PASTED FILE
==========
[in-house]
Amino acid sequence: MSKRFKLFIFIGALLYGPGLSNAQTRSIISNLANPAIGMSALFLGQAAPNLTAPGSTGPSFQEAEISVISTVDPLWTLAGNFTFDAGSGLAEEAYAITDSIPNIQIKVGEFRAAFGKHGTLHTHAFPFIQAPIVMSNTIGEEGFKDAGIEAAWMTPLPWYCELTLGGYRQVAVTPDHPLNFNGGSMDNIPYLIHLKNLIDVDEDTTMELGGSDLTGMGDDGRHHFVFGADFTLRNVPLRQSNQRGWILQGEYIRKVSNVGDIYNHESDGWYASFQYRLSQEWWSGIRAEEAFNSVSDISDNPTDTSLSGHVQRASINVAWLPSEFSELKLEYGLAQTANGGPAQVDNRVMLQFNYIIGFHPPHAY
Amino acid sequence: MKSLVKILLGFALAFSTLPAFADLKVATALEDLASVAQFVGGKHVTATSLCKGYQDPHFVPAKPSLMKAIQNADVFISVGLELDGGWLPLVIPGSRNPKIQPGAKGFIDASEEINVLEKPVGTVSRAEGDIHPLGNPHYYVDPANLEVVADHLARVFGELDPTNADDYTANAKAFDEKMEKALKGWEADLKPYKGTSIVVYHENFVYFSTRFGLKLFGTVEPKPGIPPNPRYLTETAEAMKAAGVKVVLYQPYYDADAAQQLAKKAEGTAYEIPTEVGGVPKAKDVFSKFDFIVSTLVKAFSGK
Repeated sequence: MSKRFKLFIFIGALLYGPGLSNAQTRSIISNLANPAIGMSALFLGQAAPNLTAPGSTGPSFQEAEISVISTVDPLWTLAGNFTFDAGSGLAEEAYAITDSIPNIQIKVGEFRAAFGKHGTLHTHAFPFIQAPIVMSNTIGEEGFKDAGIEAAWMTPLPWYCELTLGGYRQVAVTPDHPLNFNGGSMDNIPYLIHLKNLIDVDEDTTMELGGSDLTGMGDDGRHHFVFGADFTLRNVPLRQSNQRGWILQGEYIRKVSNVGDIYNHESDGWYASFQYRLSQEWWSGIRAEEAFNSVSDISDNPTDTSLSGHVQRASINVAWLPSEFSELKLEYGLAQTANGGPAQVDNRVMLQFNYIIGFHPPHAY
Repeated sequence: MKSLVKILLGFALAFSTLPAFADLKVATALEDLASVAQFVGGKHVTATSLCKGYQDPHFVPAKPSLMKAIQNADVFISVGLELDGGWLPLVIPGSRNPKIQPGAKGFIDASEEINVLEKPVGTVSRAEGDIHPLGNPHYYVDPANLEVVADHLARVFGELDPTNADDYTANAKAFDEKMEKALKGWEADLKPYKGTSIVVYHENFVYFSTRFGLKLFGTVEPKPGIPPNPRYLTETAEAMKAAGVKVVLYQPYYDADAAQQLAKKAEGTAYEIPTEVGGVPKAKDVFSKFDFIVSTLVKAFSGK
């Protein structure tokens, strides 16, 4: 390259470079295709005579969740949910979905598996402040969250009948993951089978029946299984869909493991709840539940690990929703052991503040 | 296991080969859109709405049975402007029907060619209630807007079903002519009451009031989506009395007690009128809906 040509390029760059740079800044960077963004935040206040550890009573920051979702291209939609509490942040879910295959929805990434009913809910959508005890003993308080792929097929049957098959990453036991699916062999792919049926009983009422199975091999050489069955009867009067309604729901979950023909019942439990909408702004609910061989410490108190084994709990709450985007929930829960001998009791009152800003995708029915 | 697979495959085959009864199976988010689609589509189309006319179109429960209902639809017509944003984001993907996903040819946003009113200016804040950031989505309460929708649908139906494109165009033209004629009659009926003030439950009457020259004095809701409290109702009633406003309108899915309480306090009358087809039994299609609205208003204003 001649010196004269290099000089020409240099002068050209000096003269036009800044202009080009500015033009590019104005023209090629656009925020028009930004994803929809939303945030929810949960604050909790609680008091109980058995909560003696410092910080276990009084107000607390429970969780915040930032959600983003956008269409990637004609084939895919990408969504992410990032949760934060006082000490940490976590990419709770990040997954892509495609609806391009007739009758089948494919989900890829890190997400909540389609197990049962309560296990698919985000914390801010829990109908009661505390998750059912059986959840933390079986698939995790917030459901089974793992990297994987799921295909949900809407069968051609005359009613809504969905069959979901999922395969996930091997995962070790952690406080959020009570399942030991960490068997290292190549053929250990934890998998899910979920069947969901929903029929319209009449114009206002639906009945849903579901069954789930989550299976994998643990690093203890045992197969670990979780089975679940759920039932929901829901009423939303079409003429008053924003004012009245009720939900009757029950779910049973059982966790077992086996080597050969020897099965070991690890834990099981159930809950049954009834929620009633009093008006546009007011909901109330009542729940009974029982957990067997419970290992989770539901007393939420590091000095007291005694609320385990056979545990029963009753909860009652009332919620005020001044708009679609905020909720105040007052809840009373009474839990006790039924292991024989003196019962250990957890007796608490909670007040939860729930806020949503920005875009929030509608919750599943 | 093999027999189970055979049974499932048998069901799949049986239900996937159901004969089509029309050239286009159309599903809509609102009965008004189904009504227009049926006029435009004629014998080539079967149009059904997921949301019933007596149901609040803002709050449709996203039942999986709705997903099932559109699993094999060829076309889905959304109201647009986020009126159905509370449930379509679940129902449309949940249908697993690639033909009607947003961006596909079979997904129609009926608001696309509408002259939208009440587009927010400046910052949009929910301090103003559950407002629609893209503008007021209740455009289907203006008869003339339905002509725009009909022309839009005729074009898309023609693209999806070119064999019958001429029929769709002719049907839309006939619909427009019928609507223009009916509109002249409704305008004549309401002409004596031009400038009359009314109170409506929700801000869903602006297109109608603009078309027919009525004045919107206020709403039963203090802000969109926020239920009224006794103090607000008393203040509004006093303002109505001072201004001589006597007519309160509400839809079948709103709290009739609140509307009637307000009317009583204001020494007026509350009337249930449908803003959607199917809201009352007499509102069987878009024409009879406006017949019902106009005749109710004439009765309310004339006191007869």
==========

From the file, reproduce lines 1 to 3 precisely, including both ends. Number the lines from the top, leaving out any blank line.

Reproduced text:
[in-house]
Amino acid sequence: MSKRFKLFIFIGALLYGPGLSNAQTRSIISNLANPAIGMSALFLGQAAPNLTAPGSTGPSFQEAEISVISTVDPLWTLAGNFTFDAGSGLAEEAYAITDSIPNIQIKVGEFRAAFGKHGTLHTHAFPFIQAPIVMSNTIGEEGFKDAGIEAAWMTPLPWYCELTLGGYRQVAVTPDHPLNFNGGSMDNIPYLIHLKNLIDVDEDTTMELGGSDLTGMGDDGRHHFVFGADFTLRNVPLRQSNQRGWILQGEYIRKVSNVGDIYNHESDGWYASFQYRLSQEWWSGIRAEEAFNSVSDISDNPTDTSLSGHVQRASINVAWLPSEFSELKLEYGLAQTANGGPAQVDNRVMLQFNYIIGFHPPHAY
Amino acid sequence: MKSLVKILLGFALAFSTLPAFADLKVATALEDLASVAQFVGGKHVTATSLCKGYQDPHFVPAKPSLMKAIQNADVFISVGLELDGGWLPLVIPGSRNPKIQPGAKGFIDASEEINVLEKPVGTVSRAEGDIHPLGNPHYYVDPANLEVVADHLARVFGELDPTNADDYTANAKAFDEKMEKALKGWEADLKPYKGTSIVVYHENFVYFSTRFGLKLFGTVEPKPGIPPNPRYLTETAEAMKAAGVKVVLYQPYYDADAAQQLAKKAEGTAYEIPTEVGGVPKAKDVFSKFDFIVSTLVKAFSGK